More recently, I rewrote the website as a Django webapp, and that's what you're looking at now. The templates it uses are still more or less the same as the old version - with a few small quality-of-life upgrades for users - but the important part is that it's dynamically generated from a database of images, rather than painstakingly compiled from myriad HTML documents. This makes actually changing things - the descriptions of various works, the fundamental design of the pages, and in general updating the website - much easier. The webapp also has a companion project, a standalone desktop python script (with a GUI made in TkInter) that makes updating the website as easy as typing in the descriptions and pressing the button - no disappearing index page this time. The current version's base GitHub repository can be found here

This website also uses the few Javascript scripts, including one to automatically resize images to fit the user's screen size, and another that runs the infinite slideshow of works. Those serve as examples of things I've accomplished in Javascript, outside of my Minesweeper project.

Click here to view this project.

Homework Planner

A personal project created in January 2017, for organizing homework assignments. The program is designed to show the due dates and estimated completion times for various tasks, along with the ability to sort said tasks in different ways to aid in prioritization and organization. I completed this project entirely by myself, in Java using the Javax Swing architecture for the GUI. There's no online version, but the app can be downloaded as an OS X or Windows executable from the github repository below.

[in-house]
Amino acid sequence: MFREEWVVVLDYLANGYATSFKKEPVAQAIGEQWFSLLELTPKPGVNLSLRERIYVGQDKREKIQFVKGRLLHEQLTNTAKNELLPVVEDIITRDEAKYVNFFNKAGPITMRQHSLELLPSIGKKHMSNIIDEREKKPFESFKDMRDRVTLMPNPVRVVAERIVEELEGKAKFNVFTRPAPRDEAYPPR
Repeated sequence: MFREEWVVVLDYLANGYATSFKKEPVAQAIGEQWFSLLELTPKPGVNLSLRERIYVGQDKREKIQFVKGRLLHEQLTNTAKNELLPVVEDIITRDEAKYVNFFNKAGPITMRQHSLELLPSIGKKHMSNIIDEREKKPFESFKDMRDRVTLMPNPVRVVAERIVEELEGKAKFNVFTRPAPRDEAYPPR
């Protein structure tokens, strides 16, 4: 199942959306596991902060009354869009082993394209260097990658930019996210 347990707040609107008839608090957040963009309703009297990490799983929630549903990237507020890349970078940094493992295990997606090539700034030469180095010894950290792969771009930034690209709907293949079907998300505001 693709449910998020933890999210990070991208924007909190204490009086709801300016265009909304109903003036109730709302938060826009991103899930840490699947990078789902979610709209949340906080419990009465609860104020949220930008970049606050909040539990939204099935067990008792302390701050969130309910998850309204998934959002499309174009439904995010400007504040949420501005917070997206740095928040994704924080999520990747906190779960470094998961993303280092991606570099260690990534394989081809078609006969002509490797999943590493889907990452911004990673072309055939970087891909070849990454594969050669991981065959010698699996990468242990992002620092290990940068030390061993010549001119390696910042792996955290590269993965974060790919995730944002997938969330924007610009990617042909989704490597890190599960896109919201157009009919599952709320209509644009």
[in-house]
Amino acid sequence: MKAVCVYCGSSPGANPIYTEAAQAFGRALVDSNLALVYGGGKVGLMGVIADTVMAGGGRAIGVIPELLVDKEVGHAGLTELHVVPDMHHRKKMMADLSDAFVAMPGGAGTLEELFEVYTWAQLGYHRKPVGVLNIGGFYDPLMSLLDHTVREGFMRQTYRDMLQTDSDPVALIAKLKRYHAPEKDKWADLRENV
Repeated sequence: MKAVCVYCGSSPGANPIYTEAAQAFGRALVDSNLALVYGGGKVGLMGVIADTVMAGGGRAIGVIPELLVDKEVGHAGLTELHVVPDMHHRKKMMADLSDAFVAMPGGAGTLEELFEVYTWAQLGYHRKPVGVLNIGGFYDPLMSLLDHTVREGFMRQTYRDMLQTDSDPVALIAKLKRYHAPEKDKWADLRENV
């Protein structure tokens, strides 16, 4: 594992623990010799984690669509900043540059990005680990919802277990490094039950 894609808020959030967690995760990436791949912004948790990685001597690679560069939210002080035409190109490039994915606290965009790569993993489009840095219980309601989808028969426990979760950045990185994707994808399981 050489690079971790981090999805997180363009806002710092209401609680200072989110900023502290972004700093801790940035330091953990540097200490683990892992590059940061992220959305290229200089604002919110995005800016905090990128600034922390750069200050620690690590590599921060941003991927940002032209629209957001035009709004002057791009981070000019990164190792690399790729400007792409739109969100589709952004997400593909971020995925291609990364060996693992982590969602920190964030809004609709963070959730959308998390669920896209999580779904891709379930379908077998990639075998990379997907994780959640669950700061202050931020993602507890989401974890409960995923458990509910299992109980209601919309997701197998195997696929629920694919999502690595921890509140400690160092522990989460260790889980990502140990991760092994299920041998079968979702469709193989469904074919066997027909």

Click here to view this project.

Undergraduate Research: Forensic Speaker Identification

Under Dr. Robert Rodman, during the semester of Fall 2015, I attempted to make a program capable of detecting similarities between disguised voices (e.g. using a voice modulator) and non-disguised voices. My approach mainly involved comparing the waveforms using fast Fourier transforms, looking for rhythm and cadence similarities between the given disguised speech samples. My algorithm managed a better-than-average success rate at corresponding disguised voice samples to real voice samples.

The report I wrote at the end of the semester can be accessed at the link below. Resources are available on request.

Click here to view this project.

Undergraduate Research: Cross-Cultural Communication Training Simulation

Under Dr. Chris Martens, during the semester of Fall 2017, I and a fellow student worked with NCSU's Global Technological Initiative to create an interactive visual novel aimed at training players in fluent cross-cultural interaction. The main technical aspects of the project involved manipulating the RenPy visual novel engine to accommodate complex cultural orientation values of conversation participants, and trust changes between them, as well as visual interfaces to display this information as it changes. Our solution was to build a framework around the RenPy engine: the program we made converts a properly-formatted script and several source files (to define the characters and cultural orientations to be included) into a runnable RenPy visual novel. Thus, we created an easily-extensible and adaptable solution for making simulations of cross-cultural conversations that accommodate the different cultural orientations and dispositions of conversational participants.

Unfortunately, due to privacy considerations from the GTI, the GitHub repository for this project is not available to the public. I may, however, be able to provide resources on request - and the paper we wrote at the end of the semester summarizing the project can be found below.

Click here to view this project.